It Can Be Done
Charter successes show how all schools might improve
Born to Rise: A Story of Children and Teachers Reaching Their Highest Potential
by Deborah Kenny
Harper, 2012, $25.99; 256 pages.
Mission Possible: How the Secrets of the Success Academies Can Work in Any School
by Eva Moskowitz and Arin Lavinia
Jossey-Bass, 2012, $27.95; 176 pages.
As reviewed by David Steiner
On page 87 of Mission Possible, the account by Eva Moskowitz and Arin Lavinia of the work of their charter schools, the reader is invited to watch a video of a book discussion in 1st grade. A detour to the included DVD is instructive: in this Harlem-based, lottery-selected public charter school, we see a 1st-grade classroom that challenges any in the country for the intellectual engagement of its students without any reliance on the regimented, direct instruction that the clichéd objections imagine dominate all successful charter schools. Faced with such examples, and the academic record of Moskowitz’s Success Academies, one’s first reaction should simply be applause. Having served (briefly) as a board member for one of the Success Academies, I know that such video clips are not cherry-picked: teachers in every classroom in every Academy school are expected to create such spaces of intense and demanding thinking and learning.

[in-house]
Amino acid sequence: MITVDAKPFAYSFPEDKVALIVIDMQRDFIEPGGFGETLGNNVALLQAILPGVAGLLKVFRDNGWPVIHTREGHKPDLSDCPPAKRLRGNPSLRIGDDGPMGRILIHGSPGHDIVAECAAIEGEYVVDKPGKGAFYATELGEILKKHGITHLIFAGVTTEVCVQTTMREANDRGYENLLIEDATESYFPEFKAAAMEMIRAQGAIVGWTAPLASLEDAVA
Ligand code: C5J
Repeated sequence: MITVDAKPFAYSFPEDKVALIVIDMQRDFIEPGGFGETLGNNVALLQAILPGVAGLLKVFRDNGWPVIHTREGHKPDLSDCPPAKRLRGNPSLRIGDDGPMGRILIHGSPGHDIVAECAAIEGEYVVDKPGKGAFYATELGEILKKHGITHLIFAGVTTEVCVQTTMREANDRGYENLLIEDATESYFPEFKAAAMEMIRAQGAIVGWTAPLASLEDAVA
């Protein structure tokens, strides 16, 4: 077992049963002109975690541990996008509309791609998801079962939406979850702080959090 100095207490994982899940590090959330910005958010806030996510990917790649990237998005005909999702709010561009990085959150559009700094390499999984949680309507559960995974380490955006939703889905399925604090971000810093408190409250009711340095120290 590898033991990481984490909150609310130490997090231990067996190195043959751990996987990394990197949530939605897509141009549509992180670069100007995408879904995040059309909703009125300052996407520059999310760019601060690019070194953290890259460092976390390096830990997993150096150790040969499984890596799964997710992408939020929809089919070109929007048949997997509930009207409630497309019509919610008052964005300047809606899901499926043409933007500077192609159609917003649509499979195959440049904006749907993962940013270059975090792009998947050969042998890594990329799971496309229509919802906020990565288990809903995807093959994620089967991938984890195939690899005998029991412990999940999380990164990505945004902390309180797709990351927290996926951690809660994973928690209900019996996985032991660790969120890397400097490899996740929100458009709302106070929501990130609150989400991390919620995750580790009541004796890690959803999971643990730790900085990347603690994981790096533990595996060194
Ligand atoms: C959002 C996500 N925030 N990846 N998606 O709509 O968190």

A different but equally positive reaction is evoked by Deborah Kenny’s intensely personal account of the grit, resolve, and courage that led her to take the opportunity offered by the charter school movement and create a model school that her students were immensely lucky to attend. Her passion for bringing out the best in all who worked with her, her disarming throwaways (“it was the first five minutes of our first day, and already I’d made a mistake”), and her candid directness about necessary conditions for her work (“it is impossible to nurture a positive culture without the right to hire and fire at will”) make this an inspiring story.
Sharing boundless drive and self-discipline, and an equal commitment to proving that a child’s past is not her or his predetermined destination, Moskowitz and Kenny take justified pride in being mission-driven realists who, along with their handpicked colleagues, have radically recast the life chances of their students. But they have produced quite different books. Kenny’s more personal memoir does not reach her charter school until late in the narrative, and even then, the focus is squarely on forging a human culture, building a team whose members will go to the wall for their students, and for each other. For her, the disaster of American education is summed up by the line “we got here by disrespecting teachers.”